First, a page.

Help stamp out puppy farms, report suspect online sales
UPDATE 12.30am: LAST week, the NSW Government announced funding to help the RSPCA stamp out non-compliant animal breeding.
Local animal rescue groups and the RSPCA called for an end to puppy farms that kept animals in appalling conditions and urged buyers of puppies to be vigilant.
Online seller Gumtree has joined those organisations in encouraging buyers to report suspect breeders.
The organisation said it had put measures in place to protect people who were buying pets on its site, and encouraged anyone who encountered a suspect breeder to report them.
The organisation said in a statement it operates its pet category under the Gumtree Pets Code of Practice, "which includes guidelines on essential information for animal listings, additional policies for various breeders, as well as federal and state-specific policies".
The statement reads:
"As a community marketplace, we constantly endeavour to support responsible trading and better protect animals. To discourage casual animal trading and deter illegal operators we have introduced a mandatory insertion fee within our pets category across all pets and animal listings.
"The new insertion fee was implemented as an additional measure, following extensive consultation with animal welfare groups, including the RSPCA. The insertion fee does not apply to registered local animal welfare organisations and shelters who are able to continue using Gumtree to help place animals in safe and loving homes, without incurring any undue cost.
"Gumtree continues to encourage users to consult RSPCA guidance and Gumtree's Guide to Responsible Pet Ownership on how to identify good homes for animals, including animal care questions".
Original story, Monday: A SMALL dog lies locked in a small filthy crate barely bigger than a suitcase.
She doesn't know how to play and never interacts with other dogs.
She has worms, and untreated injuries, and she's almost always pregnant.
This is the life of a female dog on a puppy farm - it's appalling, and it could be happening in your town.
Why do the owners do it?
For the money, says Suzanne Lavis, manager of Animal Rights and Rescue in Lismore.
"Puppy farms are everywhere," she said. "They are asking for thousands of dollars, and you don't even know if they are purebred."
Ms Lavis said dogs at puppy farms are usually kept in "dreadful" conditions, with a female dog often bred long after the regulated age of five years.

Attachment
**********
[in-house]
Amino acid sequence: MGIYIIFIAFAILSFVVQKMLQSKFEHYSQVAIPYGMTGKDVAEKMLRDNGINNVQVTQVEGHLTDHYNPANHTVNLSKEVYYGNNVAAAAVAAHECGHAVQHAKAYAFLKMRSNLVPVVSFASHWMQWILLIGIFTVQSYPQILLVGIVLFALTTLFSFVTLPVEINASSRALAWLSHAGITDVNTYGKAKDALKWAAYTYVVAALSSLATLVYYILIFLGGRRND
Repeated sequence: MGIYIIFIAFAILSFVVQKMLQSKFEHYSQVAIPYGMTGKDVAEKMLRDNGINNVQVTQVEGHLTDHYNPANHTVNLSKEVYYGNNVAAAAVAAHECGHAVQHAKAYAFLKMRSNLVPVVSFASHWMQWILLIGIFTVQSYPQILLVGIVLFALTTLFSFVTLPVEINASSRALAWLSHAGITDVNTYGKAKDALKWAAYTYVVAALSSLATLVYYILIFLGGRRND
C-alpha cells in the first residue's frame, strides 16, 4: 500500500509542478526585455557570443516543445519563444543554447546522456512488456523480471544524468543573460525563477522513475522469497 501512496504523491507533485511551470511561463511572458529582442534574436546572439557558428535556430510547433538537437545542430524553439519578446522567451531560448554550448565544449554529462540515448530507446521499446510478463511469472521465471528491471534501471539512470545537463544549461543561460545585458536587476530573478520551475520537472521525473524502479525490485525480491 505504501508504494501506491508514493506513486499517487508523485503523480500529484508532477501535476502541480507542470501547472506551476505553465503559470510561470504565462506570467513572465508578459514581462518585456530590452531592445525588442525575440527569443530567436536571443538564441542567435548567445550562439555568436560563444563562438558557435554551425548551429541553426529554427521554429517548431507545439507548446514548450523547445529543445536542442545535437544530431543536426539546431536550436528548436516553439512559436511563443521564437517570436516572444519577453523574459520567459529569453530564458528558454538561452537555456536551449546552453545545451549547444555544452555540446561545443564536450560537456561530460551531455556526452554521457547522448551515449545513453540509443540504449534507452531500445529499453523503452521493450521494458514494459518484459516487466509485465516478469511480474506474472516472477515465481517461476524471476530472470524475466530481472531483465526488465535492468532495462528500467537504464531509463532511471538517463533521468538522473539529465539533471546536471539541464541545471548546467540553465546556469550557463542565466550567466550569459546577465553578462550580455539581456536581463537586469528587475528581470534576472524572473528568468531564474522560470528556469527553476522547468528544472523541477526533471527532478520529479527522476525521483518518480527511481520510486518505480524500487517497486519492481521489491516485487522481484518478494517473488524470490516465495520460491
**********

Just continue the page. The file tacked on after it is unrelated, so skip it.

She said as well as encouraging the practice, people buying puppies from these sellers cannot be certain they are getting what they paid for, with people often realising the purebred they paid for wasn't what they got.
Ms Lavis said small dog breeds particularly, are in high demand, and puppy farmers are cashing in.
"People are told their new dog is a Shih tzu, and it grows up to not be a Shih tzu, it's something else," she said.
She said a good breeder will let you come to the place where the dogs are kept and let you see the mother and father. She said you should be able to choose the pup you want, and they must be microchipped.
"It is illegal for anyone to give away or sell a dog without a microchip."
But how do you know you are buying from a legitimate breeder? It's not always easy to tell.
A quick glance at Gumtree shows a long list of puppies for sale, complete with breeder numbers.
They look legitimate, but are they?
There are at least five different registers listing breeders, in just five ads - to name a few, the Australian Kennel Council, Dogs NSW, and the Australian Association of Dog Breeders.
It makes confirming the number on the advertisement difficult.
One listing from the Northern Rivers has a puppy for sale for $5000. It looks legitimate, and looks like he's from a good home, but the breeder number doesn't check out.
If the owner has lied about being a legitimate breeder, how can you be sure the puppy you've just paid $5000 for is actually a purebred poodle, or Shih tzu?
Last week, the NSW Government announced additional funding to address animal welfare concerns in the industry.
The funds will go to RSPCA NSW's Breeder Compliance Unit, a specialised arm of the organisation's Inspectorate dedicated to investigating inadequate conditions and standards at intensive dog breeding facilities.
"This is a huge win for animal welfare, as well as for breeders across the state who love and look after their animals," said RSPCA NSW CEO Steve Coleman.
"Every day we face the dark side of the animal breeding industry, where profits are put above an animal's welfare. Countless animals come through our doors in appalling condition and suffering from health and behavioural problems.
"This funding will help us double down on cruelty of this nature. The message is loud and clear; it will not be tolerated."
The Animal Rights Party says not enough is being done to make puppy farms illegal in NSW.
"We have a Code of Practice for Breeding Dogs and Cats, but it is not enforced, and the industry is largely self-regulated," the group's website says.
They say due to the covert nature of puppy farms, it is difficult to put a number how many there are, but estimate there are upwards of 200 in NSW.
• Buying a dog online or from an ad without seeing the dog
• A seller wants to deliver the dog at a location away from where it was bred
• You can't see the mother or father
• A person is selling the dog on the behalf of someone else
• The seller wants to deliver the dog via an animal courier, sight unseen
• The dog is not microchipped or vaccinated
• Puppies being given away too young.
What to do when buying a dog
• Visit your local animal rescue shelter
• Go through a registered breeder, not just a registered business
• Ask a vet to recommend a good breeder
• Go to the breeder's home, or where the dogs are kept/bred
• Ask to see the puppy's mother and father
• Make sure the dog is microchipped, and preferably vaccinated
• Report a puppy farm to the RSPCA or the police.